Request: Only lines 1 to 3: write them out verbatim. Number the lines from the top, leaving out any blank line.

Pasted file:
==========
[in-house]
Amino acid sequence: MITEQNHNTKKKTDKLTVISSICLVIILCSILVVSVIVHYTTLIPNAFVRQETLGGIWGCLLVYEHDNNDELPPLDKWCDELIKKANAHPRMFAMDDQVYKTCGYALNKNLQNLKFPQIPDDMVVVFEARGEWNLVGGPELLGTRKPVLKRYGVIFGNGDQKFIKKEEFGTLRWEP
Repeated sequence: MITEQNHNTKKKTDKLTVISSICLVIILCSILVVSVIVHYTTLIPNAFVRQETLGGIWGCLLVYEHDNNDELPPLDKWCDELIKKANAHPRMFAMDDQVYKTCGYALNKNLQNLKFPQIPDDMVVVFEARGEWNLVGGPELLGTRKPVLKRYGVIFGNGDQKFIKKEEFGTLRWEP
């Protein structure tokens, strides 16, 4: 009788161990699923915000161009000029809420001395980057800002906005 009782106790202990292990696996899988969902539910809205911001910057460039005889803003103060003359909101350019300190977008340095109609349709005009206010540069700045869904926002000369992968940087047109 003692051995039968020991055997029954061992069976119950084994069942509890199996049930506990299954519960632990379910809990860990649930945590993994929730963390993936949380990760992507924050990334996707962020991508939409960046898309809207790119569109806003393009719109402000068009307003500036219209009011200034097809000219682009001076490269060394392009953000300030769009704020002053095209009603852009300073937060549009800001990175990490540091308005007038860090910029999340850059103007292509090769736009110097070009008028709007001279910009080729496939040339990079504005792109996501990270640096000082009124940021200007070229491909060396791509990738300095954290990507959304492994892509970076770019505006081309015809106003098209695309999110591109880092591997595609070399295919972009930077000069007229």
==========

[in-house]
Amino acid sequence: MITEQNHNTKKKTDKLTVISSICLVIILCSILVVSVIVHYTTLIPNAFVRQETLGGIWGCLLVYEHDNNDELPPLDKWCDELIKKANAHPRMFAMDDQVYKTCGYALNKNLQNLKFPQIPDDMVVVFEARGEWNLVGGPELLGTRKPVLKRYGVIFGNGDQKFIKKEEFGTLRWEP
Repeated sequence: MITEQNHNTKKKTDKLTVISSICLVIILCSILVVSVIVHYTTLIPNAFVRQETLGGIWGCLLVYEHDNNDELPPLDKWCDELIKKANAHPRMFAMDDQVYKTCGYALNKNLQNLKFPQIPDDMVVVFEARGEWNLVGGPELLGTRKPVLKRYGVIFGNGDQKFIKKEEFGTLRWEP